13 Nov 2008
Cleaningpro, I think your interpretation of my point is somewhat apocalyptic. The point I was making is that the dairy industry is one of the world's largest contributors to greenhouse gases. I think I’m right in saying that there has never been a point in our civilisations history where we have eaten as much meat and dairy as we do now. I think it is also fair to say we eat more than we need in the west. We don't have to stop eating meet we just need to be sustainable in how we manage our meat consumption.
It is true to say that as living standards rise we expect to be able to eat more meat, this is being magnified by growing industrialising countries (china, India - thankfully India has one of the largest vegetarian populations in the world). It follows that this will lead to further increases in greenhouse emissions.
Meat requires vast amounts of land and energy to produce. Livestock is increasingly being feed with grains and cereals that could be fed directly to humans and from land that could be used to grow corps for food. Over 60% of US grain is fed to livestock and it is estimated that as little as 2.5% of their gross feed energy is actually converted into food for humans, this is a very inefficient use of land and food.
This next piece of information comes from P. W. Gerbens-Leenes et al. 'A method to determine land requirements relating to food consumption patterns,' Agriculture, Ecosystems and Environment, 2002; 90:47-58 and is extracted form the Vegan Society website:
“Efficiency can also be measured in terms of the land required per calorie of food obtained. When Gerbens-Leenes et al.  examined land use for all food eaten in the Netherlands, they found that beef required the most land per kilogram and vegetables required the least. The figures they obtained can be easily converted to land required for one person's energy needs for a year by multiplying 3000 kcal (a day's energy) by 365 days to obtain annual calorie needs (1,095,000 kcal) and dividing this by the calories per kilogram. The figures obtained are summarised in table 1:
Food Land per kg (m2) Calories per kilogram Land per person per year (m2)
Beef 20.9 2800 8173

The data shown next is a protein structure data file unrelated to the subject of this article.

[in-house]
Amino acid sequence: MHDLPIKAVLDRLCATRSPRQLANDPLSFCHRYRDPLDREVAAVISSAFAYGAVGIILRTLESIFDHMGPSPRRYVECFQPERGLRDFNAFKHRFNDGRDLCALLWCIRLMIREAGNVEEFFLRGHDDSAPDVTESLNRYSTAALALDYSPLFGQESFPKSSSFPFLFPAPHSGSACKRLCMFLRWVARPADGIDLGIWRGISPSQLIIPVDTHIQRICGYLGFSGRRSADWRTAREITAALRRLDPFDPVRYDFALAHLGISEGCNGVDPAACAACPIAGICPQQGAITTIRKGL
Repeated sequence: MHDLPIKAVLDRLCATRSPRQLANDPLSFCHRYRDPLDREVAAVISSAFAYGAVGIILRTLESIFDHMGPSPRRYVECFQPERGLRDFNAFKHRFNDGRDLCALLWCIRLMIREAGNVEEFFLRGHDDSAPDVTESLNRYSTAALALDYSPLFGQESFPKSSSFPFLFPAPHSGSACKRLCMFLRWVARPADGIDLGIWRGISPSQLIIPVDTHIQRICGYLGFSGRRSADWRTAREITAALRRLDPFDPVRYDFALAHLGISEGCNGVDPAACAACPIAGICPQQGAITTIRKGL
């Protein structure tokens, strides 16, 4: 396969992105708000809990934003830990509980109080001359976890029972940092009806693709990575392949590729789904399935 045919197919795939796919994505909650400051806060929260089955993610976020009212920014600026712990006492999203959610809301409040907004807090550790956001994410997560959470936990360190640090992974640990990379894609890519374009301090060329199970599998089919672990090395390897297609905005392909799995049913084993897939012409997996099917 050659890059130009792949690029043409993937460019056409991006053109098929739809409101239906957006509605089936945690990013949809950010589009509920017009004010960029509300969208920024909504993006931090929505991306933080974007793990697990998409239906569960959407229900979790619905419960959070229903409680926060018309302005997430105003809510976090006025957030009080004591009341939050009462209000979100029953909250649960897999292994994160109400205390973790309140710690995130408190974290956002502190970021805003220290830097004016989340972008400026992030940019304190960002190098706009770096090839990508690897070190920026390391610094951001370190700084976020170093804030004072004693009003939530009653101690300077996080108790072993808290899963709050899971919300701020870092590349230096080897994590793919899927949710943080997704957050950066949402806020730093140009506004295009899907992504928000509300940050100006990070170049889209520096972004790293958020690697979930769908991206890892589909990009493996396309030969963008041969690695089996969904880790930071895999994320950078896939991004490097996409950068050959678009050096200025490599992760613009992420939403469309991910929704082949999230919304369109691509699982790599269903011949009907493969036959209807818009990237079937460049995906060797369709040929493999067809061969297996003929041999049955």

Pork 8.9 3760 2592
Eggs 3.5 1600 2395
Milk 1.2 640 2053
Fruit 0.5 400 1369
Vegetables 0.3 250 1314
Potatoes 0.2 800 274
On the basis of these figures, a vegan diet can meet calorie and protein needs from just 300 square metres using mainly potatoes. A more varied diet with plenty of fruit and vegetables, grains and legumes would take about 700 square metres. Replacing a third of the calories in this diet with calories from milk and eggs would double the land requirements and a typical European omnivorous diet would require five times the amount of land required for a varied vegan diet.
In looking at land use for animal products this research makes the very favourable assumption that by-products of plant food production used in animal agriculture do not require any land. For example, soybean land is assigned 100% to human soy oil consumption with no land use attributed to the oil cakes used for meat and dairy production. This stacks the odds in favour of animal foods, so the figures in this paper are all the more compelling as to the higher land demands of animal farming.”
This information highlights that reducing meat and dairy consumption would not result in deaths of humans from starvation, but would actually help reduce starvation and human deaths!
Obviously it would not be prudent to burn or leave all the animals to decay, we just need to reduce the amount of livestock and the amount we consume – we don’t need to eat meat 3 times a day!
I am not a vegan, nor a vegetarian. I like meat, but I also like the planet.